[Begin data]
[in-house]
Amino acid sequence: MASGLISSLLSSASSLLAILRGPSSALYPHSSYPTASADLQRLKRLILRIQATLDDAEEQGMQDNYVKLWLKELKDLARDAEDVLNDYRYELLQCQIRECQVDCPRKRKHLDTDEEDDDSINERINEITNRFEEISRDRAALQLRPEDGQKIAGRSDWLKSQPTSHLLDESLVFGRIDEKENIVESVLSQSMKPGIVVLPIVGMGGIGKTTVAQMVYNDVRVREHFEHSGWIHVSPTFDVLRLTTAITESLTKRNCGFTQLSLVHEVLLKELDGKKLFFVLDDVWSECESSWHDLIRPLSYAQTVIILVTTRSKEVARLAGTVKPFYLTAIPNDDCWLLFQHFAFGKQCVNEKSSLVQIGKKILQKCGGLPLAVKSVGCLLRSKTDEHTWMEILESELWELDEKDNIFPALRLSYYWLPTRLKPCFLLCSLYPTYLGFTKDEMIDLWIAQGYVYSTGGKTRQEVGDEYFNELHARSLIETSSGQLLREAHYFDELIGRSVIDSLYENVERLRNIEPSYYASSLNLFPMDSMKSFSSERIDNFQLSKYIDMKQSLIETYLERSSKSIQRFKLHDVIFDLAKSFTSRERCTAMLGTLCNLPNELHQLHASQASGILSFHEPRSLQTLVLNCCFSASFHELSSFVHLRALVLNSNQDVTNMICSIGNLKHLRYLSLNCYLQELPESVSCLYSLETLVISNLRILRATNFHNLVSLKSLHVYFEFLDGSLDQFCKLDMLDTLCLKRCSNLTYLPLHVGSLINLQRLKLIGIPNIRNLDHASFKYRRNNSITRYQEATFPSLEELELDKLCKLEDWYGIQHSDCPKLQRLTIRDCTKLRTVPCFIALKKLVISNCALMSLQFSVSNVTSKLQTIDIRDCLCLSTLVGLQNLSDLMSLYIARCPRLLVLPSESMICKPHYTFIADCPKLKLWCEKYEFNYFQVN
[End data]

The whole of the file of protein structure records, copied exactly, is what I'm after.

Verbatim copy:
[in-house]
Amino acid sequence: MASGLISSLLSSASSLLAILRGPSSALYPHSSYPTASADLQRLKRLILRIQATLDDAEEQGMQDNYVKLWLKELKDLARDAEDVLNDYRYELLQCQIRECQVDCPRKRKHLDTDEEDDDSINERINEITNRFEEISRDRAALQLRPEDGQKIAGRSDWLKSQPTSHLLDESLVFGRIDEKENIVESVLSQSMKPGIVVLPIVGMGGIGKTTVAQMVYNDVRVREHFEHSGWIHVSPTFDVLRLTTAITESLTKRNCGFTQLSLVHEVLLKELDGKKLFFVLDDVWSECESSWHDLIRPLSYAQTVIILVTTRSKEVARLAGTVKPFYLTAIPNDDCWLLFQHFAFGKQCVNEKSSLVQIGKKILQKCGGLPLAVKSVGCLLRSKTDEHTWMEILESELWELDEKDNIFPALRLSYYWLPTRLKPCFLLCSLYPTYLGFTKDEMIDLWIAQGYVYSTGGKTRQEVGDEYFNELHARSLIETSSGQLLREAHYFDELIGRSVIDSLYENVERLRNIEPSYYASSLNLFPMDSMKSFSSERIDNFQLSKYIDMKQSLIETYLERSSKSIQRFKLHDVIFDLAKSFTSRERCTAMLGTLCNLPNELHQLHASQASGILSFHEPRSLQTLVLNCCFSASFHELSSFVHLRALVLNSNQDVTNMICSIGNLKHLRYLSLNCYLQELPESVSCLYSLETLVISNLRILRATNFHNLVSLKSLHVYFEFLDGSLDQFCKLDMLDTLCLKRCSNLTYLPLHVGSLINLQRLKLIGIPNIRNLDHASFKYRRNNSITRYQEATFPSLEELELDKLCKLEDWYGIQHSDCPKLQRLTIRDCTKLRTVPCFIALKKLVISNCALMSLQFSVSNVTSKLQTIDIRDCLCLSTLVGLQNLSDLMSLYIARCPRLLVLPSESMICKPHYTFIADCPKLKLWCEKYEFNYFQVN